using trigger on one table to update another table in Oracle
by Drago Homsak
My problem is the following:
For my Oracle application, at the time when P_delivery_date changes in P_ORDERS I want to transfere P_delivery_date to S_delivery_date in S_ORDERS for coresponding records.
purchase orders table P_ORDERS:
sales orders table S_ORDERS:
My question is:
Is it possible in Oracle and what would be the solution using the TRIGGER on table P_ORDERS to update S_delivery_date with P_delivery_date in S_ORDERS?
Not only is this possible in Oracle, it is also straightforward. All we need to to capture changes to the order date in the p_orders table and to propagate them to the s_orders table is to create a trigger on p_orders that fires every time a row is updated and compares the old and the new order dates. If they're different it updates the s_orders table with the new date(s). Such a trigger would look like this:
CREATE OR REPLACE TRIGGER RIPPLE_ORDER_DATE_UPD
AFTER UPDATE ON P_ORDERS FOR EACH ROW
IF :NEW.P_delivery_date <> :OLD.P_delivery_date THEN
SET S_DELIVERY_DATE = :NEW.P_delivery_date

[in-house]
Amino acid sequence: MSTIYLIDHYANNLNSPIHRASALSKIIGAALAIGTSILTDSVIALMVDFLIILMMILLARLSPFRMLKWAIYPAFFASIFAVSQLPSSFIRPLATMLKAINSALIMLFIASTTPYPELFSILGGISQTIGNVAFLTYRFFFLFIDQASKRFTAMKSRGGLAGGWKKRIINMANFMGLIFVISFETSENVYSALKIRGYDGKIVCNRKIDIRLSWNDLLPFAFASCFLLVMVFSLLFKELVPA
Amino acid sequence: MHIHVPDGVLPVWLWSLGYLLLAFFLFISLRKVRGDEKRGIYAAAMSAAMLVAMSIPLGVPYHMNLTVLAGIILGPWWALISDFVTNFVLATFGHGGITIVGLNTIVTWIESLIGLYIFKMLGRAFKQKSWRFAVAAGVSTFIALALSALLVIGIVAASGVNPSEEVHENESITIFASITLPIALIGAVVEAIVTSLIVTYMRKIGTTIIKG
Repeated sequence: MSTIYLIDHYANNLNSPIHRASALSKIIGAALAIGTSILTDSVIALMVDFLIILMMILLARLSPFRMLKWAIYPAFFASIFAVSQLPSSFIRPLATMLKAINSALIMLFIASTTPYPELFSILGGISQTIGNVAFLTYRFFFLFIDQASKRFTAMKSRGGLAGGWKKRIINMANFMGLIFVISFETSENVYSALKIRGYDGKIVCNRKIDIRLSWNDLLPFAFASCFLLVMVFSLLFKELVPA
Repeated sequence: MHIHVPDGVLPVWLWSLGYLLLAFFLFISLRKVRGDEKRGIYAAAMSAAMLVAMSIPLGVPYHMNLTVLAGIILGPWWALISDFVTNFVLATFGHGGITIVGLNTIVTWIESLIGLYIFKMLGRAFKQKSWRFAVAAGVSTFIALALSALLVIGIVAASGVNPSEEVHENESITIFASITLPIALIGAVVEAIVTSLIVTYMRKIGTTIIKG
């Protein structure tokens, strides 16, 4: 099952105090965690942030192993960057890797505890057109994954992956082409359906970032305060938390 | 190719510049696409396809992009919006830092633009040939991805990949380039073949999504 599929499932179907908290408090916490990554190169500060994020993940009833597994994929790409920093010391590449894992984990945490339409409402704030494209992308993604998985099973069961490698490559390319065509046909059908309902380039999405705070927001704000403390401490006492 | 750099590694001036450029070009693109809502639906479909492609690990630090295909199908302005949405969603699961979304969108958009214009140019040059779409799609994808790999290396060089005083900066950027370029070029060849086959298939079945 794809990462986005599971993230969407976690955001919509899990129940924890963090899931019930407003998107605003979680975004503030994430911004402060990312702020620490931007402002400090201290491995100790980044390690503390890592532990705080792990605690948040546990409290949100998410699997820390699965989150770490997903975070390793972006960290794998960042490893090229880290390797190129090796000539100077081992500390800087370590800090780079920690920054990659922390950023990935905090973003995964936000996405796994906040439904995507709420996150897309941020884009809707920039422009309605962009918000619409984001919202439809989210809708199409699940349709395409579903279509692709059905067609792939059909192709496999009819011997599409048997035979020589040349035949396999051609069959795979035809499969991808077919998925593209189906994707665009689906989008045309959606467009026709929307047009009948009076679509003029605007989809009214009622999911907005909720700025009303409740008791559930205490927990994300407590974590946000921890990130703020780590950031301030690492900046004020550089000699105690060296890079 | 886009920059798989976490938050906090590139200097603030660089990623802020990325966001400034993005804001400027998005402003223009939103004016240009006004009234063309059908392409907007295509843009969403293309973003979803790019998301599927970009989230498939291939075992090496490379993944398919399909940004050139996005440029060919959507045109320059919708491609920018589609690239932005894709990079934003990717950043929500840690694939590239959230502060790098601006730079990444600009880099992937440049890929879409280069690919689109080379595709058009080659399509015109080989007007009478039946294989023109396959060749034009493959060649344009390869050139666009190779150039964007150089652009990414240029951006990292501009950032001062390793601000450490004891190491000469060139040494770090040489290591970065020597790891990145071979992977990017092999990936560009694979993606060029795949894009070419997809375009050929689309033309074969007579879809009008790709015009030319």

WHERE S_ORDER_NUMBER =:NEW.p_ORDER_NUMBER;
This trigger will handle updates (to the order date) perfectly. What happens though with new orders? As it stands nothing, so we should probably have another trigger to propagate new orders to the s_orders table. Again this is straightforward. All that is needed is for a trigger that fires after a row is inserted and copies the relevant data to the s_orders table like so:-
CREATE OR REPLACE TRIGGER ADD_ORDER_DATE
INSERT ON P_ORDERS FOR EACH ROW
INSERT INTO S_ORDERS
Now we can can handle updates to the order date and the creation of new orders. Job done. Except, perhaps not.
There are two issues with using triggers for these tasks. The first is performance - triggers are written in PL/SQL and this is much slower than SQL when doing tasks that are better done in SQL. Secondly and more importantly, triggers can be dropped or disabled which means no changes would be propagated. A better solution therefore would be to have the application explicitly update s_orders whenever new records are created in p_orders and whenever the order_date changes. That also has the beneficial side effect of making the application easier to maintain by making it more obvious what is happening and how it happens. There is a caveat though - if the s_orders table is an audit table or a history table and not really part of the Oracle application per se, then using triggers to capture changes and saving diluting the focus of the application is a good design choice.
For more details on triggers, see these questions and answers:
whats the difference between a trigger and a procedure in oracle plsql
whats the difference between a trigger and a constraint in oracle
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